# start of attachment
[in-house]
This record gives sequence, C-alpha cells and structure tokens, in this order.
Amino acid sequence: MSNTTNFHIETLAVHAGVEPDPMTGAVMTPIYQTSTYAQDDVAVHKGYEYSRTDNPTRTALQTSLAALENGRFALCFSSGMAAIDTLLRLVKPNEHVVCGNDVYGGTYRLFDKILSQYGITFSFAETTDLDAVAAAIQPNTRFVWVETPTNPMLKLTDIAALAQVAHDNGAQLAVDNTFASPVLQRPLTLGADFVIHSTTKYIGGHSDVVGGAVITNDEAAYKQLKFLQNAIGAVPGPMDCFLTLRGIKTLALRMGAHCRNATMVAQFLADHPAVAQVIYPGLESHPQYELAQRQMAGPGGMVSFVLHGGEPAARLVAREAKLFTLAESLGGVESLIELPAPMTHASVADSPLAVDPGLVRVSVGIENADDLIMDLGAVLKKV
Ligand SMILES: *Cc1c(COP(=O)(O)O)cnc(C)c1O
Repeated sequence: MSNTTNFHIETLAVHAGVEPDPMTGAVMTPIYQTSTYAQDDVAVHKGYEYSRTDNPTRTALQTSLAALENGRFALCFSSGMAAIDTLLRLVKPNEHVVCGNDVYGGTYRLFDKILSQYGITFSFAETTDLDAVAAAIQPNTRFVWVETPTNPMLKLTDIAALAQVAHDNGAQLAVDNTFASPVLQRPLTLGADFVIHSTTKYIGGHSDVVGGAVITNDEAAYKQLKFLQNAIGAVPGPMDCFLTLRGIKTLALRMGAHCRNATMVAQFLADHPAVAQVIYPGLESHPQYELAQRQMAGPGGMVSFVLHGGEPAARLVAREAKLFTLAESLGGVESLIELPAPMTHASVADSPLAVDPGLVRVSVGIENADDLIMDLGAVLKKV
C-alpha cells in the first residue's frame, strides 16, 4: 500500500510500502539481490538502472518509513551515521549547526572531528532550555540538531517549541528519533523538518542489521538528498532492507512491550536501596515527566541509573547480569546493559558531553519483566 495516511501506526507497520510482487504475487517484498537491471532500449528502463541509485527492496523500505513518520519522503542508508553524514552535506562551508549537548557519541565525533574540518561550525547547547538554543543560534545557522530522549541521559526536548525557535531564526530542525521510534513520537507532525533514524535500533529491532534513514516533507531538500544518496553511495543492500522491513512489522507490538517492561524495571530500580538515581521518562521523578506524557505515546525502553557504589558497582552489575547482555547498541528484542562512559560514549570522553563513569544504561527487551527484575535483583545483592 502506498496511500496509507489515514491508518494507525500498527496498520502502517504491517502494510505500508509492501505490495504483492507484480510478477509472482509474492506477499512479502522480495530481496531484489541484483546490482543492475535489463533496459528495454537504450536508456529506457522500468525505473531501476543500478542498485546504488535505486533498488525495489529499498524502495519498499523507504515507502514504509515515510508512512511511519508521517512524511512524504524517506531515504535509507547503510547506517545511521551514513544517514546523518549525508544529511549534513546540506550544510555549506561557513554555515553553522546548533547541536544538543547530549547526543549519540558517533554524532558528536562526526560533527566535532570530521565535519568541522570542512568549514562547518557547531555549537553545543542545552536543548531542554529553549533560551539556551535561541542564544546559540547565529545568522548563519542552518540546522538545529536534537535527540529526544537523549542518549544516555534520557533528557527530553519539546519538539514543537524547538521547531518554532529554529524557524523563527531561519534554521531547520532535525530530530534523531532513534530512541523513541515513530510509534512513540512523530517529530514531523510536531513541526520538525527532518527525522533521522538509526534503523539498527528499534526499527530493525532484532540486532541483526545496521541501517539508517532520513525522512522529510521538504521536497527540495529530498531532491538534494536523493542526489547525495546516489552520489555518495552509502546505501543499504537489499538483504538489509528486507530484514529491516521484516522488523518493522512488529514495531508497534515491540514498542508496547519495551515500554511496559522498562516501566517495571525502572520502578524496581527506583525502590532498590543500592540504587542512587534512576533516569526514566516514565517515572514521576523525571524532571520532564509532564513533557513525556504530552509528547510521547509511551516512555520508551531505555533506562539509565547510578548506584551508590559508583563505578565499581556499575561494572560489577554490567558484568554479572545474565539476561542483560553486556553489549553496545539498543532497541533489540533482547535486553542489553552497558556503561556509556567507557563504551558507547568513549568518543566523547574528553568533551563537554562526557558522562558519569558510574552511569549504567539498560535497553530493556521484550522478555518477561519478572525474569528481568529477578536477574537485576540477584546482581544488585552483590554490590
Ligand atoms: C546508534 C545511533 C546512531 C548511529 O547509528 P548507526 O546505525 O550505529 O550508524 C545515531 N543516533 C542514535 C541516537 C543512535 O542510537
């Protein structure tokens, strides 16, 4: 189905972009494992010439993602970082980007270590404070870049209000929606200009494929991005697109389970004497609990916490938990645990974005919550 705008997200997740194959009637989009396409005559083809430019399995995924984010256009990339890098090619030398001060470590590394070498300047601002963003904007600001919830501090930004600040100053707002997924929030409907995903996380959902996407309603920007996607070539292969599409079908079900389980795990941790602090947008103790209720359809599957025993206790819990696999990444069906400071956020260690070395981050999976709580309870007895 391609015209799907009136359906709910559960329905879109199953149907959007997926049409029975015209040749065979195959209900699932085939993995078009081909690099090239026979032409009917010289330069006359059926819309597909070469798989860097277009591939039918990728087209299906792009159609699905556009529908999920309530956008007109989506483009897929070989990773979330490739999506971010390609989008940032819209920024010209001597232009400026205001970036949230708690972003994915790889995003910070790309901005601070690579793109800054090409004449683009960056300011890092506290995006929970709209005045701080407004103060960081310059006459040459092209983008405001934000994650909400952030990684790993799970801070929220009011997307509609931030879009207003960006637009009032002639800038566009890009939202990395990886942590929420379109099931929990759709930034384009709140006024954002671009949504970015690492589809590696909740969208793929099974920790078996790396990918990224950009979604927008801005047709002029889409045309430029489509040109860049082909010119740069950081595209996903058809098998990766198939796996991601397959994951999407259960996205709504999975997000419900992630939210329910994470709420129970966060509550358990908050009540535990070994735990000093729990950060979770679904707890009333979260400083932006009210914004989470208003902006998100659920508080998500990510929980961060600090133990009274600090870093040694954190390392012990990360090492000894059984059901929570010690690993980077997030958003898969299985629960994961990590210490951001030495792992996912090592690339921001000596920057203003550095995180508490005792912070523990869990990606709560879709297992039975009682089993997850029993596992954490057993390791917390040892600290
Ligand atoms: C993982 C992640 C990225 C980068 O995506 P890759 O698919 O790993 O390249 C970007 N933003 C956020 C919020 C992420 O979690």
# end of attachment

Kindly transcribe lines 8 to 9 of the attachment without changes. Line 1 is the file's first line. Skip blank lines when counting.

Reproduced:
């Protein structure tokens, strides 16, 4: 189905972009494992010439993602970082980007270590404070870049209000929606200009494929991005697109389970004497609990916490938990645990974005919550 705008997200997740194959009637989009396409005559083809430019399995995924984010256009990339890098090619030398001060470590590394070498300047601002963003904007600001919830501090930004600040100053707002997924929030409907995903996380959902996407309603920007996607070539292969599409079908079900389980795990941790602090947008103790209720359809599957025993206790819990696999990444069906400071956020260690070395981050999976709580309870007895 391609015209799907009136359906709910559960329905879109199953149907959007997926049409029975015209040749065979195959209900699932085939993995078009081909690099090239026979032409009917010289330069006359059926819309597909070469798989860097277009591939039918990728087209299906792009159609699905556009529908999920309530956008007109989506483009897929070989990773979330490739999506971010390609989008940032819209920024010209001597232009400026205001970036949230708690972003994915790889995003910070790309901005601070690579793109800054090409004449683009960056300011890092506290995006929970709209005045701080407004103060960081310059006459040459092209983008405001934000994650909400952030990684790993799970801070929220009011997307509609931030879009207003960006637009009032002639800038566009890009939202990395990886942590929420379109099931929990759709930034384009709140006024954002671009949504970015690492589809590696909740969208793929099974920790078996790396990918990224950009979604927008801005047709002029889409045309430029489509040109860049082909010119740069950081595209996903058809098998990766198939796996991601397959994951999407259960996205709504999975997000419900992630939210329910994470709420129970966060509550358990908050009540535990070994735990000093729990950060979770679904707890009333979260400083932006009210914004989470208003902006998100659920508080998500990510929980961060600090133990009274600090870093040694954190390392012990990360090492000894059984059901929570010690690993980077997030958003898969299985629960994961990590210490951001030495792992996912090592690339921001000596920057203003550095995180508490005792912070523990869990990606709560879709297992039975009682089993997850029993596992954490057993390791917390040892600290
Ligand atoms: C993982 C992640 C990225 C980068 O995506 P890759 O698919 O790993 O390249 C970007 N933003 C956020 C919020 C992420 O979690």